Warby Parker: Can Your Optical Dispensary Compete?

The optical shop playing field has changed dramatically in the past five years, all because a biz school graduate lost a pair of $700 glasses while hiking in Tibet.

“The technology behind a pair of glasses is 800 years old,” co-founder Dave Gilboa has mentioned to various media outlets over the years. “It’s kind of crazy you can buy a new iPhone for less than it costs to buy a pair of glasses,” he told USA Today late last year.

Barely five years old, Warby Parker has changed the way people buy eyeglasses. A typical pair is $95, though you can get the Colonel monocle for $50. Most business is online, thanks to a then-innovative Home Try-On program that several online retailers have replicated since.

Warby Parker opened its first brick-and-mortar stores in April 2013 and added several experiential brick-and-mortar stores last year. There are about 10 nationwide with plans to get to 20 by year’s end as the company moves from ecommerce to omnichannel. “The stores sell an average of $3,000 a square foot annually, higher than most retailers not named Apple Inc.,” quips The Wall Street Journal.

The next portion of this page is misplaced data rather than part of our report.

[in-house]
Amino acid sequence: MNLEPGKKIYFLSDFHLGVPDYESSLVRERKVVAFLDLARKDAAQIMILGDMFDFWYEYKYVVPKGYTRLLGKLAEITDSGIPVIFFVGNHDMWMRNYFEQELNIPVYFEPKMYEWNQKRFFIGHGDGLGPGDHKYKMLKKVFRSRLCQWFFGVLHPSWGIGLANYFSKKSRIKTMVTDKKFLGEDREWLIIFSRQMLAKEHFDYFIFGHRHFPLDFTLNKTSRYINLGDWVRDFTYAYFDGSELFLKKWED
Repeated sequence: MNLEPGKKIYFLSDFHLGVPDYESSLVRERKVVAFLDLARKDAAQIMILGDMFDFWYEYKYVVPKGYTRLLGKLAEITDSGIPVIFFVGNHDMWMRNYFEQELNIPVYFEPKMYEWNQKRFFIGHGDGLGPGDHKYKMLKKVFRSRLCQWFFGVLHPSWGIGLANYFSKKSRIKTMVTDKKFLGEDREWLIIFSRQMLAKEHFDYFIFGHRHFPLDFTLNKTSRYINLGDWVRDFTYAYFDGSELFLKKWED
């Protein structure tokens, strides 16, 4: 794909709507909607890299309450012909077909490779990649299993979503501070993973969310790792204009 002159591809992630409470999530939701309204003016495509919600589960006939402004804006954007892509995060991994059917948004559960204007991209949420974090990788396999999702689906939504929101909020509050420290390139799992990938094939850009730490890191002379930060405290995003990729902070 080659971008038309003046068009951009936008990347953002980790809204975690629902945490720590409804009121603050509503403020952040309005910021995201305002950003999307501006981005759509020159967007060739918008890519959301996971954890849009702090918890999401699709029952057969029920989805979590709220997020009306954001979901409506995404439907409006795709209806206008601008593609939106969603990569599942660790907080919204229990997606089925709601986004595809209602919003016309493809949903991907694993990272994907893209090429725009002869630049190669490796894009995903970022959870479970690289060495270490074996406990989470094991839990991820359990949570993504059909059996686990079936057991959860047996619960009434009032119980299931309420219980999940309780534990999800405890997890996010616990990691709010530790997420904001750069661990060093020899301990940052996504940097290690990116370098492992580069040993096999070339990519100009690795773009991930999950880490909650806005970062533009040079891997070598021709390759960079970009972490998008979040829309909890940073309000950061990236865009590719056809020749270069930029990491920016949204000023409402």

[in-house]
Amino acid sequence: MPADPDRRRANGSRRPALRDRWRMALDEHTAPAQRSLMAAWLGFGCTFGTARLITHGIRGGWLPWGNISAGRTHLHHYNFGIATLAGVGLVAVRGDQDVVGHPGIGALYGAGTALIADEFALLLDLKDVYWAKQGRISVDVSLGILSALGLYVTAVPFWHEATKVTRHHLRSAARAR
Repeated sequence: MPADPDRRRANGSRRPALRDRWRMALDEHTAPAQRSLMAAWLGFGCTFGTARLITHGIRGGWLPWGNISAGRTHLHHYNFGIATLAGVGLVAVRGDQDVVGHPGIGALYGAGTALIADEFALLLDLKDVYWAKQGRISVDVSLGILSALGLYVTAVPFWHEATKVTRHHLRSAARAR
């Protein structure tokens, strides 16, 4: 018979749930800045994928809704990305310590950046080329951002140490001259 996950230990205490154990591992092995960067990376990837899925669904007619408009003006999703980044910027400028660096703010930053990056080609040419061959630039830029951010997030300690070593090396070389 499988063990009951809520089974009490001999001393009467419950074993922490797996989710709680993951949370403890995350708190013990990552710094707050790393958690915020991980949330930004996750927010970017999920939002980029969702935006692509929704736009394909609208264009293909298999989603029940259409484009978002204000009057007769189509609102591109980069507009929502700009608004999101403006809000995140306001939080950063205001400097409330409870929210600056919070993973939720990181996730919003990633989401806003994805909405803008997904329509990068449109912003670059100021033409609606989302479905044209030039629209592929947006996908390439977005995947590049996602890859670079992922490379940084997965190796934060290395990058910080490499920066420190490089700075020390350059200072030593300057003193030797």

Warby Parker is privately held, so it doesn’t disclose revenue. But there are some clues. By June 2014, the company’s Buy a Pair, Give a Pair program had donated 1 million pairs of glasses total. In July 2013, 500,000 pairs had been donated, an uptick that signals the company’s rapid growth. The company is worth about $1.2 billion right now, experts estimate.

Last year, Warby Parker forged into the 50% of the prescription eyewear market they’d been missing—offering progressive lenses in the $300-$350 price range that undercut competitor prices and took one more edge away from optical dispensaries.

And plans don’t stop there. There is talk of kids’ frames and online eye exams that could make optical shops “irrelevant,” says co-founder Neil Blumenthal.

Whether Blumenthal is correct remains to be seen. Optical dispensaries have long faced competition from independent optical shops and big box stores, and there’s no question that your optical dispensary has an edge no one else has—some of your patients like the convenience of filling the prescription right at the practice.

With the competition heating up and taking clever marketing up to 11, it’s more crucial than ever to make sure your optical dispensary is well-managed and has clear profitability benchmarks that you monitor closely. We’ll be talking about strategies for running a profitable optical dispensary in future posts.

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